** NOTATIONS**

**CHAPTER 6 INVERSION ANALYSIS**

**6.2. Results and Discussion**

point which remains in the adjacent low energy region, and hence, the fundamental dispersion curve gets misrepresented. However, such error cannot be avoided through manual selection, and needs the development of an automated dispersion picking algorithm which can extract the dispersion curve points with local peak energies. Such an approach will be discussed in detail in Chapter 7. However, it is understandable that in the commercially available softwares used for dispersion imaging and inversion analysis, such automated extraction algorithms are not inbuilt, and they still rely on the user intervention and subjectivity for manual extraction of the dispersion curve. Such technique of extraction is subjected to variation in the selection process adopted by the user, and thus affects the outcome of the inversion analysis. This chapter highlights the influence of such various choices made by the user on the obtained shear wave velocity profiles.

**6.2.1 Influence of Initial Model **

The initial model has an important role on inversions (Tarantola 2005). The final inverted model
determined by iterative inversions inherently depends on an assumed initial model due to the
existence of locally suitable solutions (Yamanaka and Ishida 1996). When an appropriate initial
model can be generated using a priori information about subsurface structure, inversions may
find a suitable solution that is the global minimum of a misfit function. If a priori information is
either scant or unavailable, the inversion may find a local suitable solution. Luke *et al*. (2003)
showed that linear inversion yields excellent dispersion results for simple profiles. However, for
more complex profiles, multiple solutions with equally good data fits are possible. As far as the
initial model is concerned, three types of model definitions are available in SURFSEIS: Equal
thickness model, Variable thickness model and User-defined thickness model. In Equal thickness
model, initial models in Surfseis are generated based on the recommendations of Park *et al.*

(1999). Selection of equal thickness model has been carried out in the present study, wherein the
selected depth of half-space will be equally divided into the selected number of layers. However,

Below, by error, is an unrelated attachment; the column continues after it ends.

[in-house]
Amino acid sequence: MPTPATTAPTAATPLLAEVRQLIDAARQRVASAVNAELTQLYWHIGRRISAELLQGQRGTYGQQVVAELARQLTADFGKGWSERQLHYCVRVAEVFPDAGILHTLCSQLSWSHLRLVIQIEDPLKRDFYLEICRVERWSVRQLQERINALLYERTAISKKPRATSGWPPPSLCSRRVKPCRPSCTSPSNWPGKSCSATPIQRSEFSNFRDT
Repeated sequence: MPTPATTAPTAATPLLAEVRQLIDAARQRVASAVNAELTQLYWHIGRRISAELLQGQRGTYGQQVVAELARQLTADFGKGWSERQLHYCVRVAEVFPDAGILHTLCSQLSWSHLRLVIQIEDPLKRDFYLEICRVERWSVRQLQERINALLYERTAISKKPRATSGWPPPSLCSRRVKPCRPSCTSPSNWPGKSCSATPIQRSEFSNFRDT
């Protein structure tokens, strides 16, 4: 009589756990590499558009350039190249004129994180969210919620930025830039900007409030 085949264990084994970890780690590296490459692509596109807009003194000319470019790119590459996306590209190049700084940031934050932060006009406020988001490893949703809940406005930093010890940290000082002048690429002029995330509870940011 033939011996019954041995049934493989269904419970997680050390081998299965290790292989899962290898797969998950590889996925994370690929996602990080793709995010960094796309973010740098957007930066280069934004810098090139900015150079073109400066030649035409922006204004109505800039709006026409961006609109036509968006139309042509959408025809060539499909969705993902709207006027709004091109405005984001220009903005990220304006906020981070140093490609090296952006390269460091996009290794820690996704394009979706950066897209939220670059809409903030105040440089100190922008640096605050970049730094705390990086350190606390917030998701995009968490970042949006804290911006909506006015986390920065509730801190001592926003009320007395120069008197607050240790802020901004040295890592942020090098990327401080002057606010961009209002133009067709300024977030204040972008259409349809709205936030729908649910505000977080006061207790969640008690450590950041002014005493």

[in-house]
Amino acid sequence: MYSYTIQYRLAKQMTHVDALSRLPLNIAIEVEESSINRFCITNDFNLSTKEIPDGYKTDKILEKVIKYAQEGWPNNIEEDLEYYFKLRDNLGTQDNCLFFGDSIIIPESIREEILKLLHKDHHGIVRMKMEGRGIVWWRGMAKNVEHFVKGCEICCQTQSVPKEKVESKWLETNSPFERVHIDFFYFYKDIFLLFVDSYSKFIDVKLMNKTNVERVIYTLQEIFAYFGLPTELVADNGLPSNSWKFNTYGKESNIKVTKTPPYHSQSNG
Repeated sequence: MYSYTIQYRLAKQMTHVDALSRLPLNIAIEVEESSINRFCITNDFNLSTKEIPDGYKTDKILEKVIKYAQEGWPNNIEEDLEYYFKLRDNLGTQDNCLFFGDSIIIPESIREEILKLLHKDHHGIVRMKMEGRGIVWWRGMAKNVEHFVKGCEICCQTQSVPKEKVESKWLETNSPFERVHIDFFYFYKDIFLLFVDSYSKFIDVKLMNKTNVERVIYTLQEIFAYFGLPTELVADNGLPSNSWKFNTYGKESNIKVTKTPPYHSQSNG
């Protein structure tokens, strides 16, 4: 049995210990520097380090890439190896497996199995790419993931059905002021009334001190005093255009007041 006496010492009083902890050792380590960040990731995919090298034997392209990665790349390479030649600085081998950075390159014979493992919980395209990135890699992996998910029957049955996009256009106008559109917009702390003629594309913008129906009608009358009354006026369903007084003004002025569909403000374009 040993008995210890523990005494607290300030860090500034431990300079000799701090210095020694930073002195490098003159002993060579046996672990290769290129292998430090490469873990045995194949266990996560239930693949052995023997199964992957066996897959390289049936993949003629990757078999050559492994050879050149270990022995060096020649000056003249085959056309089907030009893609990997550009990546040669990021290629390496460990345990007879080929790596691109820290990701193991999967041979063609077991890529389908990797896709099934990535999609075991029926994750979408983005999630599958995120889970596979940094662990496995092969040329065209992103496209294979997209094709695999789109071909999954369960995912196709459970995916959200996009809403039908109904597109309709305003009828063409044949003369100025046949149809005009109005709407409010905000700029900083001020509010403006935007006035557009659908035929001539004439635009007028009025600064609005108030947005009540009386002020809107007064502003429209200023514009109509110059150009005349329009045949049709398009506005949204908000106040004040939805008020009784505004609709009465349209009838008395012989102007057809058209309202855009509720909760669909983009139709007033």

in variable thickness model, the initial models are generated as per the algorithm of Xia *et al.*

(1999). In this regard, a typical investigation has been attempted using 10 layers of substrata with a total depth of analysis being considered as 20 m. In both types of models, ‘equal thickness model’ and ‘variable thickness model’, the total depth and numbers of layers in the substrata are maintained constant during the entire analysis. The variable thickness model allows the pre- assumed thickness of substrata to change during the iterative optimization process. For the

‘variable thickness model’, the optimization algorithm is provided with the information that the
thickness of layer is also a variable and needs to be optimized. Thus, in the latter case, there are *n*
(*n* – number of layers) numbers of additional variables to be optimized (the thickness of *n*

layers). However, as the numbers of the layers are constant, the optimization scheme leads to
nearly equivalent shear wave velocity profiles. It can be observed from Fig. 6.7 that there is no
significant difference in *V**s* profile obtained with either of the initial profile definitions. However,
the ‘variable thickness model’ provided same shear wave velocity for the 3^{rd} and 4^{th} layers, thus
indicating the depth of investigation comprises 6 soil layers, while the ‘equal thickness model’

provides 8 layers, although the velocities are nearly equal.

**Fig. 6.7**: Influence of initial model definition on typical shear wave velocity profile for Site-1

**6.2.2 Influence of the Stratification of Initial Model **

As far as the layer stratification is concerned, it was not known a-priori how many number of layer in the initial model would best represent the given site. Therefore, parametric study was carried out to check the influence of the numbers of layers on the shear wave velocity profile. In this regard, various numbers of layers were considered for the analysis (2, 4, 6, 8, 10, 12, 14, 16,

the algorithm proposed in Xia *et al.* (1999). It was found out that the 2 layer give the highest
RMSE error, rendering the practical infeasibility of the obtained solution. With the increase in
the numbers of layers, the RMSE values decreased, and it was observed that beyond 10 numbers
of the layers, all the outcomes are nearly similar and practically feasible. Figure 6.8 shows the
parametric effect of the variation of numbers of layers in the computed RMSE. When the number
of layers are increased, more complex earth models are created which aided in close match of the
theoretical dispersion curves to the experimental one, thus reducing the RMSE values. Figure 6.9
portrays the *V**s* profiles obtained with various numbers of layers in the initial model, which
indicates that beyond 10 layers, the profiles obtained are approximately similar to each other.